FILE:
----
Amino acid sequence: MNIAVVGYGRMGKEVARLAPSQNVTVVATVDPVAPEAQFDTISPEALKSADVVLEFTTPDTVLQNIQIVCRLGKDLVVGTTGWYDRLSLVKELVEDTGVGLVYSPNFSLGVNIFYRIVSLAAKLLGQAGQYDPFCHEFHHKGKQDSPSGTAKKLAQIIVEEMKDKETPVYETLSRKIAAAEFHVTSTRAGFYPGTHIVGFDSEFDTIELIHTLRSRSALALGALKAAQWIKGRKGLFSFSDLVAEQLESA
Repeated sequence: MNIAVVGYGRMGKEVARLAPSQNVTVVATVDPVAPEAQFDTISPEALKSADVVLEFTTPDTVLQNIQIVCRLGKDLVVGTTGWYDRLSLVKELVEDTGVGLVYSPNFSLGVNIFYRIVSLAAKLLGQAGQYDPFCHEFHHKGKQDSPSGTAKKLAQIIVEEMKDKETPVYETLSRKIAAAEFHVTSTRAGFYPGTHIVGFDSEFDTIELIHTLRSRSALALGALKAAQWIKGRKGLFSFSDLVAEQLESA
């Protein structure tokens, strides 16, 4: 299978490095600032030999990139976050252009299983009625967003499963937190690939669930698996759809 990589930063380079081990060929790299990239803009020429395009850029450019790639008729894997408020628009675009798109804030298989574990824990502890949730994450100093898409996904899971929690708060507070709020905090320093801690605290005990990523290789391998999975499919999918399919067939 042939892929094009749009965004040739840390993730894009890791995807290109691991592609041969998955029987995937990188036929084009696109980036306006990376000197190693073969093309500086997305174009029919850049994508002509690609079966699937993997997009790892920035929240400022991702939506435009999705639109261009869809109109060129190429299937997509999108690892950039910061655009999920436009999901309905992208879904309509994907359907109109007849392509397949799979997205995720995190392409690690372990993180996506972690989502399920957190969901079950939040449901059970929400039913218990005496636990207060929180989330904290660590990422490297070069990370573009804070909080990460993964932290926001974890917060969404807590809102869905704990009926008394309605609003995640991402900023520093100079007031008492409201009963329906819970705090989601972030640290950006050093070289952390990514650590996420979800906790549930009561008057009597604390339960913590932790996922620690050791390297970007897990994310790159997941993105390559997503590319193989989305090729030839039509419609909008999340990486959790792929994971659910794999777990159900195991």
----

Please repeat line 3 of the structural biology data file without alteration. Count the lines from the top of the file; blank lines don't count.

């Protein structure tokens, strides 16, 4: 299978490095600032030999990139976050252009299983009625967003499963937190690939669930698996759809 990589930063380079081990060929790299990239803009020429395009850029450019790639008729894997408020628009675009798109804030298989574990824990502890949730994450100093898409996904899971929690708060507070709020905090320093801690605290005990990523290789391998999975499919999918399919067939 042939892929094009749009965004040739840390993730894009890791995807290109691991592609041969998955029987995937990188036929084009696109980036306006990376000197190693073969093309500086997305174009029919850049994508002509690609079966699937993997997009790892920035929240400022991702939506435009999705639109261009869809109109060129190429299937997509999108690892950039910061655009999920436009999901309905992208879904309509994907359907109109007849392509397949799979997205995720995190392409690690372990993180996506972690989502399920957190969901079950939040449901059970929400039913218990005496636990207060929180989330904290660590990422490297070069990370573009804070909080990460993964932290926001974890917060969404807590809102869905704990009926008394309605609003995640991402900023520093100079007031008492409201009963329906819970705090989601972030640290950006050093070289952390990514650590996420979800906790549930009561008057009597604390339960913590932790996922620690050791390297970007897990994310790159997941993105390559997503590319193989989305090729030839039509419609909008999340990486959790792929994971659910794999777990159900195991």